Call us immediately! Many of our dogs have only recently been pulled from the shelter system. While all of our dogs are seen by a vet before being adopted out and fully vaccinated, the dog may nevertheless have been exposed to “kennel cough,” which has an incubation period of 7-10 days. If your dog begins to cough or snort, it is important to isolate the animal from any other dogs in your home and to start the dog on antibiotic treatment right away. We will often send the dog home with antibiotics in any event. If your dog shows symptoms of kennel cough and you are concerned, you are welcome to bring your dog back for an examination and any necessary treatment by our vet at no cost to you. In rare cases, a dog suffering from kennel cough may require hospitalization in order to receive fluids and antibiotics intravenously. If you decide to take the dog to your own vet, any costs you incur will not be reimbursed. We have negotiated a special rescue discount through our vet that is based on volume.

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Is the adoption fee refundable?

As a rule, no. However, we are a 501(c)(3) corporation and the adoption fee (which is considered a charitable donation) is tax deductible. Depending on the circumstances, we may make a full or partial refund, but the final decision lies with our Treasurer.

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If the adoption has not worked out, can I exchange for another dog?

Where an adoption has not worked out despite an adopter’s diligent efforts, we are generally quite willing to allow the adopter to try with another dog. However, if we have reservations about an adopter’s suitability to care for a rescued pet after an initial placement, we will not place another dog in that person’s care.

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If I no longer want the dog, will you take it back?

Always, irrespective of the lapse of time. However, if you are not certain that you want to make a lifetime commitment to an animal with all that commitment entails, you are probably not ready to adopt.

Do you have a minimum age requirement or a maximum age cut-off point for applicants?

Technically, no.  However, in practice we find that applicants under 25 years of age are often not suited to adopt because their lives are too unsettled (e.g. we are rarely comfortable adopting a dog out to a “roommate” situation). Similarly, in the case of a very elderly applicant, we will want to be reassured that the applicant’s family is prepared to take over care of the dog in the event of the applicant’s death.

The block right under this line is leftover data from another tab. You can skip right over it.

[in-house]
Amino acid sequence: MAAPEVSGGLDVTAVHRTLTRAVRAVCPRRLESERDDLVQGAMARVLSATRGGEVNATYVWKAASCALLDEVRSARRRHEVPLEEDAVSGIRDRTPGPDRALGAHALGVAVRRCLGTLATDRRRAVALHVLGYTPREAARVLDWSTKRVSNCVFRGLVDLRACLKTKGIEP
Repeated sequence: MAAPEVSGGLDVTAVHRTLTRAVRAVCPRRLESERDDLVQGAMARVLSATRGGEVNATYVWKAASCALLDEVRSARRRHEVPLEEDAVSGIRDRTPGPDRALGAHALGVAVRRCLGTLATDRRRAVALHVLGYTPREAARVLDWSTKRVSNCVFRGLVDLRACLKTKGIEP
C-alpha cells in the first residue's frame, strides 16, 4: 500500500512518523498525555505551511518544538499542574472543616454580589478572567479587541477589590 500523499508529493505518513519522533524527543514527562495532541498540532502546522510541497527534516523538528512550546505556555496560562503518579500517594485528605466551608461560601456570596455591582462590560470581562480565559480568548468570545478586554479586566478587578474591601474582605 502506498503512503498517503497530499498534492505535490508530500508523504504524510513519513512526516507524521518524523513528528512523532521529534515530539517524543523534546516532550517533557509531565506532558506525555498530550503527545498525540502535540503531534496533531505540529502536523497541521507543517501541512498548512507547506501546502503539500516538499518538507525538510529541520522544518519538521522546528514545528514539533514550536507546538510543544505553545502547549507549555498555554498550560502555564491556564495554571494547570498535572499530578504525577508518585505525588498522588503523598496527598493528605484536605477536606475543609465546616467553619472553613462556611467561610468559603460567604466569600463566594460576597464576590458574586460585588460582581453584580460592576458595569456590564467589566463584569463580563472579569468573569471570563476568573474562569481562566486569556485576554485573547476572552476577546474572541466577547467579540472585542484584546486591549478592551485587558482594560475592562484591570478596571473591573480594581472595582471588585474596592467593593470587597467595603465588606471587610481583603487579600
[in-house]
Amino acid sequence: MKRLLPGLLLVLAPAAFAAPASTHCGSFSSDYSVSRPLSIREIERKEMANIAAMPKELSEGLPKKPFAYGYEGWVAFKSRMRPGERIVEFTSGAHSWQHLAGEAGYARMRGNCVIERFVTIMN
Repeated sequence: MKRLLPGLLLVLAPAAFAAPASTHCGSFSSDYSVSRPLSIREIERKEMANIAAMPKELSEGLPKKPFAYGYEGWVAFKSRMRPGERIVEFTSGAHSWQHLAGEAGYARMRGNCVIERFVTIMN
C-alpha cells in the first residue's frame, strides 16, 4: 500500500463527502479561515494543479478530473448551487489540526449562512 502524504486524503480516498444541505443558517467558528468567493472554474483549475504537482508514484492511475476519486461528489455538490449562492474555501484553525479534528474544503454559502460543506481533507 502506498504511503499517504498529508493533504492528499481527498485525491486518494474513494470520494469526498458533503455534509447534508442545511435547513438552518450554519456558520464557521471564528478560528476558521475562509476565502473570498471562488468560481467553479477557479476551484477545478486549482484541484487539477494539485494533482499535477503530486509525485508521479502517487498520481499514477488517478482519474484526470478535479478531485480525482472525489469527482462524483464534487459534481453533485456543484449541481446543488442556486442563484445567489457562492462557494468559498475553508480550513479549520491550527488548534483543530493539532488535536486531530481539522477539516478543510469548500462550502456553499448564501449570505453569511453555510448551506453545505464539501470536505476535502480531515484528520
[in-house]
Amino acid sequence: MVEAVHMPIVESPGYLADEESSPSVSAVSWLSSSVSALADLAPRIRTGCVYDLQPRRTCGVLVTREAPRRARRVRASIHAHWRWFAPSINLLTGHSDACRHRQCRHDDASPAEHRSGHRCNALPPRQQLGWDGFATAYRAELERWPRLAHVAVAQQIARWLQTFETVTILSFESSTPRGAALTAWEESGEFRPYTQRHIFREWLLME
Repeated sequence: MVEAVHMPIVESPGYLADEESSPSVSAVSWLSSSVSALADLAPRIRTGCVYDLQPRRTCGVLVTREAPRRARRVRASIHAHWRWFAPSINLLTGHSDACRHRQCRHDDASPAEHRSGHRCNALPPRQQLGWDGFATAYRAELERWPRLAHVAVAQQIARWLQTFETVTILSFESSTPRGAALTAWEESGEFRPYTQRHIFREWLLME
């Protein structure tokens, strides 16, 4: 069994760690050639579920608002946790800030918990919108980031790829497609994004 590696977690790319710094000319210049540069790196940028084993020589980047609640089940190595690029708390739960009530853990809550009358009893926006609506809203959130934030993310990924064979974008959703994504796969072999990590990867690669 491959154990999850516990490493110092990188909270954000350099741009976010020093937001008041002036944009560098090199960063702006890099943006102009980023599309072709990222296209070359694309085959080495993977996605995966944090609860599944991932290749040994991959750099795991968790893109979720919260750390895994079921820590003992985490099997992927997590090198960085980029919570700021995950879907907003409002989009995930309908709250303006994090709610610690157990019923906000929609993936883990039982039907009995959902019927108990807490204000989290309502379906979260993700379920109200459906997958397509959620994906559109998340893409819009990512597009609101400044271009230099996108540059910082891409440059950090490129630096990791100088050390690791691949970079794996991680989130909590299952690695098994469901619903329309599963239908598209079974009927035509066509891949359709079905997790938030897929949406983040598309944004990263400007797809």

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What happens now?

If you would like to apply to adopt a specific dog you have seen on-line or to have us identify one or more dogs who would be suitable for your family, please complete and submit the online application. You may also choose to print the application and submit it via email or by fax (718-709-7765). We will generally respond within a few days.

Once I have been offered an appointment to meet the dog, does that mean that the dog is “on hold” for me?

Unless we expressly undertake to do so, the dog is not “on hold” for you. We will generally hold a dog for up to 24 hours, but if you cannot arrange to meet the dog within that period, the dog may be adopted out to another applicant. We must proceed on this basis as the vast majority of those dogs who are ready for adoption are in paid boarding. This is extremely costly for us. If you have been offered an appointment to meet a specific dog and the dog is no longer available, we will inform you that the dog has been adopted and suggest other candidates who might be suitable for your family based on the information in your application.

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How soon can I take the dog home after meeting him or her?

Assuming that we are comfortable with how you interact with the dog and with how the dog interacts with you, you will be able to take the dog home the same day. However, if we feel the interaction is questionable for any reason, we will not adopt the dog out, even if the applicant wishes to take the dog home. Assuming that both we and you agree that the dog is a good match, you should be prepared to take the dog home the same day. We are unable to hold dogs due to space constraints and cannot guarantee that the dog will be available if you are unable to take the dog home with you right away.

Are you a first time dog owner?

If so, we highly recommend that you read the following articles from our friends at the ASPCA:

"Preparing Your Home for Your New Pet"

"People Foods to Avoid Feeding Your Pets"